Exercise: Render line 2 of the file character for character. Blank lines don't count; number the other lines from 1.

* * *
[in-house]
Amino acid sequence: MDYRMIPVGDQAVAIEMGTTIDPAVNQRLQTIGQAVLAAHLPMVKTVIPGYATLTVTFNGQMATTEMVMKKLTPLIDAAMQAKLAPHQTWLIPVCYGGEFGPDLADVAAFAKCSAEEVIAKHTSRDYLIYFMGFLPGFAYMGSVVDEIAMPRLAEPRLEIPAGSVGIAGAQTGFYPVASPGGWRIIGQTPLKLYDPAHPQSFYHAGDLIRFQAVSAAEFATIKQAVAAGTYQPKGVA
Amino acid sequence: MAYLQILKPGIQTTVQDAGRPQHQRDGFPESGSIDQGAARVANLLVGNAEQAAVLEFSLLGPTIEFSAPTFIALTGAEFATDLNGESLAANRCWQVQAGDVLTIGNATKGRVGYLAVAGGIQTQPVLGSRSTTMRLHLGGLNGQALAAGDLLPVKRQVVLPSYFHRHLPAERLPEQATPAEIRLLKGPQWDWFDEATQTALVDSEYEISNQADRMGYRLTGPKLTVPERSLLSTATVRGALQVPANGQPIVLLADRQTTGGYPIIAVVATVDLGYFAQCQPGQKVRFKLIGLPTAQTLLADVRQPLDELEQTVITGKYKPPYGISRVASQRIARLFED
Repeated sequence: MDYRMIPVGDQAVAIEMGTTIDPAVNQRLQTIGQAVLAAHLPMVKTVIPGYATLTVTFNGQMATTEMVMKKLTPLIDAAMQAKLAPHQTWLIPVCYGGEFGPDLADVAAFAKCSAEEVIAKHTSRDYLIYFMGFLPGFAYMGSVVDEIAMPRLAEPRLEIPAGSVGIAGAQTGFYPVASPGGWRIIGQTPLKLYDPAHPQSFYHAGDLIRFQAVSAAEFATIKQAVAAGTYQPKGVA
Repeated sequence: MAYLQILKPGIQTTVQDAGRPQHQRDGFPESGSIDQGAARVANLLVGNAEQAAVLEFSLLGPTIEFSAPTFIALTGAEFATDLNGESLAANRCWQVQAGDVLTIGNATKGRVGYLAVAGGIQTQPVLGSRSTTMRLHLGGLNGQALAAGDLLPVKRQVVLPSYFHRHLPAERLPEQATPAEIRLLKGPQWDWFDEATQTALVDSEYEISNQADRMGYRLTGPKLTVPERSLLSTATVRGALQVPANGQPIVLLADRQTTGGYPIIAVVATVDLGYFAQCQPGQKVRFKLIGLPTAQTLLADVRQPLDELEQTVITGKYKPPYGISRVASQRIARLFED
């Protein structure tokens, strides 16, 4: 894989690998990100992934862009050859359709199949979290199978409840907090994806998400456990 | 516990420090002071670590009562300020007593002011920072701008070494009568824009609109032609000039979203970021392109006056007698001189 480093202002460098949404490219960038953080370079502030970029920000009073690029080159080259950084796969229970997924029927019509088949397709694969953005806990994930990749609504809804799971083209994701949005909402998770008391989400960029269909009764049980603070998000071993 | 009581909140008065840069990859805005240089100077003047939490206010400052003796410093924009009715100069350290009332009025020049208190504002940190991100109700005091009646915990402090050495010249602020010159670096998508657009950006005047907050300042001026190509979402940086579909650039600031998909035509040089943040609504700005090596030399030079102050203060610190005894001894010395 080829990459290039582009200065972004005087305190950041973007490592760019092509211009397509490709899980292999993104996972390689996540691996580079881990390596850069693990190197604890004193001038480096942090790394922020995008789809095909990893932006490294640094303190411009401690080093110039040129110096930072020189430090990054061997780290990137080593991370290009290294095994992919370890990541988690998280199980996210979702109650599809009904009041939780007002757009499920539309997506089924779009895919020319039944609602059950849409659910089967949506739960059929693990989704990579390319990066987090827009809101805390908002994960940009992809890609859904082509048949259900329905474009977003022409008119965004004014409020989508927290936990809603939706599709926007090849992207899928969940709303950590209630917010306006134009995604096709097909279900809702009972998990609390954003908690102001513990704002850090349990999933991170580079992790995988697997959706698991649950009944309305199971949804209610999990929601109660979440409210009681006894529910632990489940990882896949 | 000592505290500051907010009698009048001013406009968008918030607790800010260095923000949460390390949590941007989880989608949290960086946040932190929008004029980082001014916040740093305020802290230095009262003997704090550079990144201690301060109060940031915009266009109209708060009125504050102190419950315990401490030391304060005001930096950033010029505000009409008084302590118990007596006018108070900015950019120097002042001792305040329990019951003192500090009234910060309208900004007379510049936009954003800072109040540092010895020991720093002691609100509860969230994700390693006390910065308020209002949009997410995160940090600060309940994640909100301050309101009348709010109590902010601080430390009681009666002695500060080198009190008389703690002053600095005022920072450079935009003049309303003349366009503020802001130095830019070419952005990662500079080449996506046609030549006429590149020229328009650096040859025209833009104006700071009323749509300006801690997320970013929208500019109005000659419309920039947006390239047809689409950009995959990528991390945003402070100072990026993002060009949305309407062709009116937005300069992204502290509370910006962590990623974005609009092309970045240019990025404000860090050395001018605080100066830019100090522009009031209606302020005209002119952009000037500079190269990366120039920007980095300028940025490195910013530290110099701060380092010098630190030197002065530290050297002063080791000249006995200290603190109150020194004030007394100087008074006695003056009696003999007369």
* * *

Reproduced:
Amino acid sequence: MDYRMIPVGDQAVAIEMGTTIDPAVNQRLQTIGQAVLAAHLPMVKTVIPGYATLTVTFNGQMATTEMVMKKLTPLIDAAMQAKLAPHQTWLIPVCYGGEFGPDLADVAAFAKCSAEEVIAKHTSRDYLIYFMGFLPGFAYMGSVVDEIAMPRLAEPRLEIPAGSVGIAGAQTGFYPVASPGGWRIIGQTPLKLYDPAHPQSFYHAGDLIRFQAVSAAEFATIKQAVAAGTYQPKGVA